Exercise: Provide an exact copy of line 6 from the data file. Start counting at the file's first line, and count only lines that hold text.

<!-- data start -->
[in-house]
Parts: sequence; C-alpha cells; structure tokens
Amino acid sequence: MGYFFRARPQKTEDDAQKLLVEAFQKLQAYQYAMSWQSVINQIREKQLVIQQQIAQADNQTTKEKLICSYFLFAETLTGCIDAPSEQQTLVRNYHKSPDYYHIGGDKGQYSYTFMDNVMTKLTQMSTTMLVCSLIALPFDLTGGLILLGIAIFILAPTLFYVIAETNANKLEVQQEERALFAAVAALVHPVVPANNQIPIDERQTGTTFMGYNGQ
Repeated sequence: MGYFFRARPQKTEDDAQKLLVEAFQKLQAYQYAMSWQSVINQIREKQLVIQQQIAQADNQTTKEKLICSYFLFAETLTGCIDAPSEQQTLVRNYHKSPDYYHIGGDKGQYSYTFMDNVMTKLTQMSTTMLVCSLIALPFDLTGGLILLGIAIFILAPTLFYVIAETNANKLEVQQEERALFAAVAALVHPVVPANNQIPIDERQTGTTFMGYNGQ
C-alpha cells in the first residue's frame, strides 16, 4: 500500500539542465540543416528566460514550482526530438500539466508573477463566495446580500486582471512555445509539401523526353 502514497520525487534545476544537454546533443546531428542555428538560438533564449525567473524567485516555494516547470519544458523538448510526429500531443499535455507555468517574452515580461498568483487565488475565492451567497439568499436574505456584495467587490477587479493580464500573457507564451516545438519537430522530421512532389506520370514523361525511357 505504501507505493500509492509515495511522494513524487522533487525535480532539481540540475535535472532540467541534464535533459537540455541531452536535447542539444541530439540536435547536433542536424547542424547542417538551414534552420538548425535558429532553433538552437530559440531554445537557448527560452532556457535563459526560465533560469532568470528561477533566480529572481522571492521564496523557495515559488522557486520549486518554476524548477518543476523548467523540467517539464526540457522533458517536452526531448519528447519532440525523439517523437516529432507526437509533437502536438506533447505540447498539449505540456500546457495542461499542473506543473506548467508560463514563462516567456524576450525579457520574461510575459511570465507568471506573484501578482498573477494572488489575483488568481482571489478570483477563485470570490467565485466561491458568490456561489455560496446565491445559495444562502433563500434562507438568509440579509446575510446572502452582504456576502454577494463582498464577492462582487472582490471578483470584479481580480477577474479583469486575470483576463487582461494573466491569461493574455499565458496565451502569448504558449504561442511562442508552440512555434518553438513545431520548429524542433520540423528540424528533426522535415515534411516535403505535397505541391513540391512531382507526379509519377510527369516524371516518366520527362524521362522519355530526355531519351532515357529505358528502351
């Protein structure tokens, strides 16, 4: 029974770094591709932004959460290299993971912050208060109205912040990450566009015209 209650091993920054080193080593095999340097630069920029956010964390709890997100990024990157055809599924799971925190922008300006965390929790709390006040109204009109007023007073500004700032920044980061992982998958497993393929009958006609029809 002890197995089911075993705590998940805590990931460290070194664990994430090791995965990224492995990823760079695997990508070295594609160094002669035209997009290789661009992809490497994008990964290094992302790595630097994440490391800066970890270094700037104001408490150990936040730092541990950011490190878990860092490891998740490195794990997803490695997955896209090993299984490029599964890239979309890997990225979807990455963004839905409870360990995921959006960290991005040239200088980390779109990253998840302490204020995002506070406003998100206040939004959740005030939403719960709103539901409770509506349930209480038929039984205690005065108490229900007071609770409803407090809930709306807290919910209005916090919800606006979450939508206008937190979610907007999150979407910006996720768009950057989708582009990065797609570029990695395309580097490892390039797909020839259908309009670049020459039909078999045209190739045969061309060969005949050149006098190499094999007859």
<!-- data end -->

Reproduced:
């Protein structure tokens, strides 16, 4: 029974770094591709932004959460290299993971912050208060109205912040990450566009015209 209650091993920054080193080593095999340097630069920029956010964390709890997100990024990157055809599924799971925190922008300006965390929790709390006040109204009109007023007073500004700032920044980061992982998958497993393929009958006609029809 002890197995089911075993705590998940805590990931460290070194664990994430090791995965990224492995990823760079695997990508070295594609160094002669035209997009290789661009992809490497994008990964290094992302790595630097994440490391800066970890270094700037104001408490150990936040730092541990950011490190878990860092490891998740490195794990997803490695997955896209090993299984490029599964890239979309890997990225979807990455963004839905409870360990995921959006960290991005040239200088980390779109990253998840302490204020995002506070406003998100206040939004959740005030939403719960709103539901409770509506349930209480038929039984205690005065108490229900007071609770409803407090809930709306807290919910209005916090919800606006979450939508206008937190979610907007999150979407910006996720768009950057989708582009990065797609570029990695395309580097490892390039797909020839259908309009670049020459039909078999045209190739045969061309060969005949050149006098190499094999007859």